Schlumberger 4th quarter net falls 3.7% on charges, lower Europe revenue
HOUSTON -- Schlumberger's fourth-quarter earnings fell 3.7% amid lower revenue from its international operations and a slowdown in North American onshore activity. However, a strong offshore performance helped soften the blow.
The world's largest oilfield-services company earns more than two thirds of its revenue internationally, which had insulated it from a downturn in North American activity during the first part of 2012. But the company warned last month its fourth-quarter earnings would take a hit from weaker-than-expected North America activity and delays in Europe, the former Soviet republics and Africa.
Schlumberger reported a fourth-quarter profit of $1.36 billion, or $1.02 a share, down from $1.41 billion, or $1.05 a share, in the same period a year earlier. But excluding items such as merger and integration costs, the company beat analysts' expectations with per-share earnings from continuing operations of $1.08, down from $1.10. Revenue jumped 8.5% to $11.17 billion.
Analysts polled by Thomson Reuters had most recently forecast per-share earnings of $1.07 on revenue of $10.82 billion. Barclays analyst James West wrote in a research note Friday that Schlumberger performed well in a "challenging" North American market. "The issues that negatively impacted [fourth-quarter] results were primarily transitory, and the outlook presented for 2013 is bullish in Schlumberger's key international regions and for the Gulf of Mexico," Mr. West wrote.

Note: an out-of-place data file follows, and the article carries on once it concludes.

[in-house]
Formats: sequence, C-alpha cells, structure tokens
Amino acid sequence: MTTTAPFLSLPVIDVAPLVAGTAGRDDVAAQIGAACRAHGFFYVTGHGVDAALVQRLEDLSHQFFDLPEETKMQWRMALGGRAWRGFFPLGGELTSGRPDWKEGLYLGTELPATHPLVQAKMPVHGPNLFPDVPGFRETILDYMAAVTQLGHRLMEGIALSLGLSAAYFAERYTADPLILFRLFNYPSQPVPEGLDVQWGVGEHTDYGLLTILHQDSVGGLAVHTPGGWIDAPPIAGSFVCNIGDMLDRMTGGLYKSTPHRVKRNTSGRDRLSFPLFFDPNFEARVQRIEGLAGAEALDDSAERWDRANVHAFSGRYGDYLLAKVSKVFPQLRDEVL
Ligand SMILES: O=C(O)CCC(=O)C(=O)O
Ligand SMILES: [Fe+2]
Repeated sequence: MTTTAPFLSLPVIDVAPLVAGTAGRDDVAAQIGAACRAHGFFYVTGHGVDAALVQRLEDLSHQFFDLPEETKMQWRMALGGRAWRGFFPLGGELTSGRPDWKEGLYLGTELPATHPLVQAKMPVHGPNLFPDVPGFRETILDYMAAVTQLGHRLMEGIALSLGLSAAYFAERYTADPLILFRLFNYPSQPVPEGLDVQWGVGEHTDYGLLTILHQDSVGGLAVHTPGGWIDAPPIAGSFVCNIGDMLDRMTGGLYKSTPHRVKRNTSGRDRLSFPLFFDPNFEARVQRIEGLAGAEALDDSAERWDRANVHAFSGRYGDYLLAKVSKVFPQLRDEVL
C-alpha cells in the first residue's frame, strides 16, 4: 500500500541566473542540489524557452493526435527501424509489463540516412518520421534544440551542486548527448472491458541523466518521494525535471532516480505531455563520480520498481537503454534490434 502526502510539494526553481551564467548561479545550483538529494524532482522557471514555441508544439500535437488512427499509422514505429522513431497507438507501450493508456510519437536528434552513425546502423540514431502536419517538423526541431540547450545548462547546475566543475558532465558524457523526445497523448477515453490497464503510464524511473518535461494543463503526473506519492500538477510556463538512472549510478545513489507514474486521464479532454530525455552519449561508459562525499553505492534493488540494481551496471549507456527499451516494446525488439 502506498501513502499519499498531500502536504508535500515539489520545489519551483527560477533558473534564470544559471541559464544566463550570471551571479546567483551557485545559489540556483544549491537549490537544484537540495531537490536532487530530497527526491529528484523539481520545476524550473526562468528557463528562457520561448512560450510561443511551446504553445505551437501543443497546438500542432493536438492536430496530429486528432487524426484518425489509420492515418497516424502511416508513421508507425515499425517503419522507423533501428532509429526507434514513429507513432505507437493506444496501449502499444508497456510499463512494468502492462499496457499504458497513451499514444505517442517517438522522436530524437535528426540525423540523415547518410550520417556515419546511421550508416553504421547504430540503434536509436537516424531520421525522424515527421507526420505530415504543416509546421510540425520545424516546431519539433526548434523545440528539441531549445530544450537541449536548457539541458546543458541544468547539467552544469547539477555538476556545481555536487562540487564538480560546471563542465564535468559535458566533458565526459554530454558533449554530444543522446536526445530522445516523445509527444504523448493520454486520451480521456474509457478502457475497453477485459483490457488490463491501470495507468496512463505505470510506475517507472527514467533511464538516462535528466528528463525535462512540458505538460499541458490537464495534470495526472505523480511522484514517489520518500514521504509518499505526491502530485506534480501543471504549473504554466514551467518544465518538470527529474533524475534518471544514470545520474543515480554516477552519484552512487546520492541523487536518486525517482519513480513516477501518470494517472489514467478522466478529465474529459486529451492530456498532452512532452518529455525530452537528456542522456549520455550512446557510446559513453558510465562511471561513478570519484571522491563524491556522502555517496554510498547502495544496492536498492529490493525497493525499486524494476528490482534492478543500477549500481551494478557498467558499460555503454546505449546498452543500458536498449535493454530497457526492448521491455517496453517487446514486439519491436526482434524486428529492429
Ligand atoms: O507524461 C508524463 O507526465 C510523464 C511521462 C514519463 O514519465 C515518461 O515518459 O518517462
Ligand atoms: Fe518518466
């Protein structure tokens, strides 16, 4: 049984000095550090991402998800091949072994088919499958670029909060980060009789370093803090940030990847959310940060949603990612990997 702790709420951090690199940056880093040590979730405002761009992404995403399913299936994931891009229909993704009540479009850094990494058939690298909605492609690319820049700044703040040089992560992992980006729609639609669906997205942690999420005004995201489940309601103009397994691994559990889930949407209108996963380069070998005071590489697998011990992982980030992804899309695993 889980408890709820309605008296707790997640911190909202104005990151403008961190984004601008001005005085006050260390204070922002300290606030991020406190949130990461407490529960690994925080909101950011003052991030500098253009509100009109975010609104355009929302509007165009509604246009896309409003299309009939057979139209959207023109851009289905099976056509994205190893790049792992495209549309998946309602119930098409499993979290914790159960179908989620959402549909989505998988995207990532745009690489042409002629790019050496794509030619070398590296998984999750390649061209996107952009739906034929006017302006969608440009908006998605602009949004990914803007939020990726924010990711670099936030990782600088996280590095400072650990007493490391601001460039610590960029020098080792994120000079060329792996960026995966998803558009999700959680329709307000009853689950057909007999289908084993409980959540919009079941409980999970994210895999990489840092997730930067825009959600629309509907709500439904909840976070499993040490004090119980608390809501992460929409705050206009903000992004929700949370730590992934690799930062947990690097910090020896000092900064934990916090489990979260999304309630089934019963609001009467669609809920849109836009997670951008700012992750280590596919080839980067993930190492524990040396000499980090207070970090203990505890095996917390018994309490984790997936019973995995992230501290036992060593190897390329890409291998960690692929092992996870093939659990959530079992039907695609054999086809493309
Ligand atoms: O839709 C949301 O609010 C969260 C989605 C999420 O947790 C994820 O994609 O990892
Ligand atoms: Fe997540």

Several exploration and production companies found themselves on track to outspend capital budgets going into the fourth quarter, and many pulled back on drilling activity in the U.S., which translated into lower prices and margins.
But the Gulf of Mexico was a bright spot for the company, more than offsetting declining onshore revenue in North America. Oil-field services revenue from North America, the region which generates most of the top line, rose 3.6% from the third quarter to $3.41 billion.
Chief Executive Paal Kibsgaard told analysts on a conference call that he does not have high expectations for a recovery in dry natural gas drilling in the U.S. this year, and expects that the rig count in North America will be slightly lower this year than in 2012. But Mr. Kibsgaard added that he expects some recovery during the first quarter, with 100 to 150 rigs added.
Schlumberger said it expects income growth in 2013 to come from abroad, with exploration and production companies expected to increase spending by 10% this year.
In the fourth quarter, Schlumberger's revenue from Europe, the ex-Soviet republics and Africa declined 1% from the prior quarter while the Middle East and Asia posted a 9.6% increase. Latin America revenue was up 11%, sequentially.
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